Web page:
- Helps make software deployments simple, quick, reliable and repeatable. Again, this is a bit like the above, but there are fewer tools to choose from. Manually deploying releases is painful and risky, and it also belongs in the dark ages and should be outlawed. There are still plenty of options and combinations of tools to make this task fully automated.
- Helps take care of configuration management. When I say configuration management, I’m talking about all those issues with how to make a software release look, feel and behave the same from one environment to the next. For me this falls into Release Management because Release Management, unlike development, QA or Operations, has a direct involvement in every environment along the way to releasing into the wild. It’s pointless asking the development team to tackle the issues of configurations between environments when they have very little or no visibility of the production environment, and besides, their time would be much better spent making that button look cooler because that’s what the business has asked for!
- Helps drive software quality. Thanks to the Continuous Integration process, and the tools that have been built around it, it’s now possible for us to build software every single time a piece of code is checked in, run a suite of unit tests, analyse the code for lazy programming and report on the amount of test coverage a project has. And that’s just the start. There are tools out there for doing much much more than this, and I’ll go into more detail about this later.
- Helps optimise development and QA time. By giving the dev team the feedback on the quality of their code and telling them where they’re going right and going wrong, we’re helping them target their efforts. Furthermore, if were busy providing these solutions for them, doing the builds, configurations and releases, the developers can get busy doing the stuff they’re skilled at doing. For the QA team, we’re finding bugs and failing releases before the releases even get to them! (of course, if we find too many bugs and fail a release, that release won’t even get o QA)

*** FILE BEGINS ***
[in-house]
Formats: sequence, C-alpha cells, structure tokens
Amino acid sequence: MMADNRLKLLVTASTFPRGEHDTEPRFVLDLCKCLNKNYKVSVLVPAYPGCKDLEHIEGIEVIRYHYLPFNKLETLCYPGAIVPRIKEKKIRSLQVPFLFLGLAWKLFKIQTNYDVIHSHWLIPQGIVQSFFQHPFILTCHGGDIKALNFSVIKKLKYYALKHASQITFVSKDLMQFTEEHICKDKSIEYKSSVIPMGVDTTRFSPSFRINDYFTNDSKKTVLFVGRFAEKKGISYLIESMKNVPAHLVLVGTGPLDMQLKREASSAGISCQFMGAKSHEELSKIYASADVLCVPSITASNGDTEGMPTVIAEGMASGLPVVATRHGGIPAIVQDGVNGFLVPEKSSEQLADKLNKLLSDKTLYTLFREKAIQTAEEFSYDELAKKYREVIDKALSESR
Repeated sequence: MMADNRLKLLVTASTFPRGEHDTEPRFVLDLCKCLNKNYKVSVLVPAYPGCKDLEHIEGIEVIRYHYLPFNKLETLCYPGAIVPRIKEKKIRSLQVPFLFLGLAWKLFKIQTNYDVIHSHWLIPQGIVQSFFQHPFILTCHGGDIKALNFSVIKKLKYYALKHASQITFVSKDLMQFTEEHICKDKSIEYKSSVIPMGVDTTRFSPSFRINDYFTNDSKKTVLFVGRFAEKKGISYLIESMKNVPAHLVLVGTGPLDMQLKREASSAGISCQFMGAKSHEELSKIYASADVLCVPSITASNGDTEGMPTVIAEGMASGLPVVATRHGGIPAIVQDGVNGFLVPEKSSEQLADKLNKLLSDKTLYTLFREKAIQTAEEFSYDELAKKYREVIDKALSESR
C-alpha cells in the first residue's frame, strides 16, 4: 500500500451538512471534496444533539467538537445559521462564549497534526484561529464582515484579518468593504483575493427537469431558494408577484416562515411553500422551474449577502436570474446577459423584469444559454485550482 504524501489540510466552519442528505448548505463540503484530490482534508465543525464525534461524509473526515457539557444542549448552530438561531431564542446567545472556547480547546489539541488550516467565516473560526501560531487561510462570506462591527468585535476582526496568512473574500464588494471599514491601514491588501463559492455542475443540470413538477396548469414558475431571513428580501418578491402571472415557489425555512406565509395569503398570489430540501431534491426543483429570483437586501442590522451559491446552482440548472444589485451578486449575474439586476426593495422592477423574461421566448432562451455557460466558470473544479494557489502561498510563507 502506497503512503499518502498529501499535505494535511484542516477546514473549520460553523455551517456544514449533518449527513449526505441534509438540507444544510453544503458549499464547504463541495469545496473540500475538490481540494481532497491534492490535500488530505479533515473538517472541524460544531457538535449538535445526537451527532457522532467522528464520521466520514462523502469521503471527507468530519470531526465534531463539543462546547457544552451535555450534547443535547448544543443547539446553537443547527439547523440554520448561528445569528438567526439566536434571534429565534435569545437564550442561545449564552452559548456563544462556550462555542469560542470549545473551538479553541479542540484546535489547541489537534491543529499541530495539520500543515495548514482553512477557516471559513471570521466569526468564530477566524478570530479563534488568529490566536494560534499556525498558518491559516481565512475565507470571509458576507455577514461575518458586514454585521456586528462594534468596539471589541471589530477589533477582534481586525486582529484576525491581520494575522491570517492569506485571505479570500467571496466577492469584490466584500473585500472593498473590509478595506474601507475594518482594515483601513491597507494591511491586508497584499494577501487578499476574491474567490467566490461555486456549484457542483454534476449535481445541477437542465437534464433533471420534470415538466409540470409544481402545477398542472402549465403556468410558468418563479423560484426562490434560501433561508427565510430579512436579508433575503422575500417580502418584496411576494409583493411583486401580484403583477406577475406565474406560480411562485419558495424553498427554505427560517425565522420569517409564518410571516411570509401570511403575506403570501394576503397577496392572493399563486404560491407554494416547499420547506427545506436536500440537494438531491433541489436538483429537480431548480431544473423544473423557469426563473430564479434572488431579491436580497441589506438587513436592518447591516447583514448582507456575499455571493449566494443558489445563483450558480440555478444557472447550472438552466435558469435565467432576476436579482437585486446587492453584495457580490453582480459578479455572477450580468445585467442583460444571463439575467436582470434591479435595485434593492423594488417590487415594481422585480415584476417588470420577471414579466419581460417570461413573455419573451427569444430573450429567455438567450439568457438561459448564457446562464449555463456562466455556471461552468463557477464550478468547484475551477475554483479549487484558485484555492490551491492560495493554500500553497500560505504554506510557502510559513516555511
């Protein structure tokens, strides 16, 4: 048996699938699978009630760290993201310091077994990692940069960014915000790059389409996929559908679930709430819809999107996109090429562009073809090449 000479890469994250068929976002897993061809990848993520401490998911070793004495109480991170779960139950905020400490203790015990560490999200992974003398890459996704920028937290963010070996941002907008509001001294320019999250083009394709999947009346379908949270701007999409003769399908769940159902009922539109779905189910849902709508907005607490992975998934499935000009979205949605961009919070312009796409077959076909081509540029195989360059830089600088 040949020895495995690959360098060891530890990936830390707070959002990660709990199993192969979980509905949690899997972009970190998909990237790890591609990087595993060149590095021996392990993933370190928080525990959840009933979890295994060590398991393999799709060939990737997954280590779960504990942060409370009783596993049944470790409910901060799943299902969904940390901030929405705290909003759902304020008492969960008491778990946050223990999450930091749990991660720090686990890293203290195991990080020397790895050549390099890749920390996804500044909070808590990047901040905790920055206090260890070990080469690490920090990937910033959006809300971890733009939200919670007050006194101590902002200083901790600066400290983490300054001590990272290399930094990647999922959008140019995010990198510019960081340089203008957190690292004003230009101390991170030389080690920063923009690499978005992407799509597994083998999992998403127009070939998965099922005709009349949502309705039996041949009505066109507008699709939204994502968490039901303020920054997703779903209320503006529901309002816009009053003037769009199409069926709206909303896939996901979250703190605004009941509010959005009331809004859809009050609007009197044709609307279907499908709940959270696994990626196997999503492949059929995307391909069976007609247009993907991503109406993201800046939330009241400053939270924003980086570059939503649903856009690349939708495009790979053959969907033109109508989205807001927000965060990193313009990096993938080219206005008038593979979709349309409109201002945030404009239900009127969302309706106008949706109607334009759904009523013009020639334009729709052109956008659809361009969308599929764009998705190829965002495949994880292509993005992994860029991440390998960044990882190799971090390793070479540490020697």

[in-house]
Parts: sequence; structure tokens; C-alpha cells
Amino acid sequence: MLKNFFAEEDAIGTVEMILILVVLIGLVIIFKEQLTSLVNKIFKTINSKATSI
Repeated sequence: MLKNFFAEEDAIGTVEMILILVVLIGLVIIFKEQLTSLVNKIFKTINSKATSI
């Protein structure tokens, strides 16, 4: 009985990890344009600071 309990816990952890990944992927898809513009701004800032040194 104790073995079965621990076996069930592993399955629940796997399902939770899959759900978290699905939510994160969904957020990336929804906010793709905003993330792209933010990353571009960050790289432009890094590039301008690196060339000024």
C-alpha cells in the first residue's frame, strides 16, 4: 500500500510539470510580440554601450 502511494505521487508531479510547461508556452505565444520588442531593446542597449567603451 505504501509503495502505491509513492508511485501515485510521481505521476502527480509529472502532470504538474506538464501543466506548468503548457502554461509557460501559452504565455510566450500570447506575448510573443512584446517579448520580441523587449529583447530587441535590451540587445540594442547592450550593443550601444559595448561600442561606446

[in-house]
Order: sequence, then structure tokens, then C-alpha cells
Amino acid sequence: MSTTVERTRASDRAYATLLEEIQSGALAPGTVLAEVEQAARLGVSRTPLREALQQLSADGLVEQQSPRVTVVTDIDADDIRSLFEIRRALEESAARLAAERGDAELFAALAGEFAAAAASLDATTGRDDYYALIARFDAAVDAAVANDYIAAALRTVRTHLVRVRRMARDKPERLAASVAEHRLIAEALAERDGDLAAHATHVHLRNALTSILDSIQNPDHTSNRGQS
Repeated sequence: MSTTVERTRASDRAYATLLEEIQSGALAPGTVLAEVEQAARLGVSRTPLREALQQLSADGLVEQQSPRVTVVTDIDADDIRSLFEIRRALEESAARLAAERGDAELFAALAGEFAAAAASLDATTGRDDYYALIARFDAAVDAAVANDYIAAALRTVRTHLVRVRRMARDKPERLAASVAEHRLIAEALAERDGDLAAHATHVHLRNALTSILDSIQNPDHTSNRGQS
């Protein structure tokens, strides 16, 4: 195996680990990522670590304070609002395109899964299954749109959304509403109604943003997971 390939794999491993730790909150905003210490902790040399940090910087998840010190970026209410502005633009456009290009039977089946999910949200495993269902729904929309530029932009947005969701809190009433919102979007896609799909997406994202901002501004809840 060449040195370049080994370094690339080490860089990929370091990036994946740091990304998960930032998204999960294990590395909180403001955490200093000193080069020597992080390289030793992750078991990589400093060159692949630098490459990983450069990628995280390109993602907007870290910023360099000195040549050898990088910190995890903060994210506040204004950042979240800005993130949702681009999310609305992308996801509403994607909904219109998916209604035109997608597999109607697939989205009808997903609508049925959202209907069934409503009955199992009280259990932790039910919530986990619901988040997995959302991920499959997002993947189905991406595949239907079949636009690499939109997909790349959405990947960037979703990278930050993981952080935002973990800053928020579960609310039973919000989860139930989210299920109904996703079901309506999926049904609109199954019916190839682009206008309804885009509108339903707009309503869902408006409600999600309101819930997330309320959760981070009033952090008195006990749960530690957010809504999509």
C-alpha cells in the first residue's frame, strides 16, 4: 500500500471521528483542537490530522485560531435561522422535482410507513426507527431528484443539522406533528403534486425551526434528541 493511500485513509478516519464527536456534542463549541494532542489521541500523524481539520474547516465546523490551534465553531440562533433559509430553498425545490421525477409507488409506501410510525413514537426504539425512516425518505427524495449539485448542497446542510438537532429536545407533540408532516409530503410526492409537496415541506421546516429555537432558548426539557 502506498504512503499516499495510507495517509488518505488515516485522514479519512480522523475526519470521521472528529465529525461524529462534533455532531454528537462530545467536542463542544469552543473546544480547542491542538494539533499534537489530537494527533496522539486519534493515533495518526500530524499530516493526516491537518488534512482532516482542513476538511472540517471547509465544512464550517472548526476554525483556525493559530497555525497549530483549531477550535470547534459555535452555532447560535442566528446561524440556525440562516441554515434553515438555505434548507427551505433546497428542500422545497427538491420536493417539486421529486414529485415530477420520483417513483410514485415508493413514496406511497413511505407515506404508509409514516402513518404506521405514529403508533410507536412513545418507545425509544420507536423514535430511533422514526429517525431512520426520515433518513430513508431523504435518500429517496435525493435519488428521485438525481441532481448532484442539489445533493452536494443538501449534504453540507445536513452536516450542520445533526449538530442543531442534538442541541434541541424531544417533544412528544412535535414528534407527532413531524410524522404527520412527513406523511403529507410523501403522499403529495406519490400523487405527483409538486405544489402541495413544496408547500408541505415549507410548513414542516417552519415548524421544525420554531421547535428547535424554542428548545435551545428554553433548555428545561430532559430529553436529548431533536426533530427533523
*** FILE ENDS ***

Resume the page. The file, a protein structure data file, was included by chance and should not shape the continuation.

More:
- Speeds up time to market. Ok, so we’ve made builds quicker, easier and more reliable, we’ve sped up the process of fine tuning code quality, we’ve spotted bugs before a round of QA has even begun and we’ve made the process of releasing our software out into the wild quicker and simpler. Basically we’ve saved a heap of time in dev, QA and Operations and so our new, higher quality software, can be released efficiently into the wild. Happy days!
As promised earlier, I’ll spend a while giving a few examples of how to actually implement what I’ve broadly outlined above. I’ll try to be generic where I can, but I’ll include specifics for some examples. All that and more in Part 2!